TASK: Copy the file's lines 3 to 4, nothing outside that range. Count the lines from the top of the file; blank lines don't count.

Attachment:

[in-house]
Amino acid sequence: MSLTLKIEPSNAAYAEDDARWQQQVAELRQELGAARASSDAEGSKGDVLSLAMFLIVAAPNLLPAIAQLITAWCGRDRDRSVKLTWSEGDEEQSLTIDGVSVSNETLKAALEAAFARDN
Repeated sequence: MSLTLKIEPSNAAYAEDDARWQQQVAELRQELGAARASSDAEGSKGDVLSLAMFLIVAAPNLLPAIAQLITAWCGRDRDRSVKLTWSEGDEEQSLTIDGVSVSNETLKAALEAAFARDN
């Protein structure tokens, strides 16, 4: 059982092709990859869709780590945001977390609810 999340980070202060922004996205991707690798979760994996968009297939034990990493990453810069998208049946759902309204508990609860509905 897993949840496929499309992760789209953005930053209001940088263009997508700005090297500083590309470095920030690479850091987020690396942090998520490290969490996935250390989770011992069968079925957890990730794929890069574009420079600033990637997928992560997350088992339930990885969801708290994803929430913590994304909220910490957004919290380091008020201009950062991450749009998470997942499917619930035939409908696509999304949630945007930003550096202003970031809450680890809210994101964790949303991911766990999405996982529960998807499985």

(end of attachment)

Repeated sequence: MSLTLKIEPSNAAYAEDDARWQQQVAELRQELGAARASSDAEGSKGDVLSLAMFLIVAAPNLLPAIAQLITAWCGRDRDRSVKLTWSEGDEEQSLTIDGVSVSNETLKAALEAAFARDN
């Protein structure tokens, strides 16, 4: 059982092709990859869709780590945001977390609810 999340980070202060922004996205991707690798979760994996968009297939034990990493990453810069998208049946759902309204508990609860509905 897993949840496929499309992760789209953005930053209001940088263009997508700005090297500083590309470095920030690479850091987020690396942090998520490290969490996935250390989770011992069968079925957890990730794929890069574009420079600033990637997928992560997350088992339930990885969801708290994803929430913590994304909220910490957004919290380091008020201009950062991450749009998470997942499917619930035939409908696509999304949630945007930003550096202003970031809450680890809210994101964790949303991911766990999405996982529960998807499985």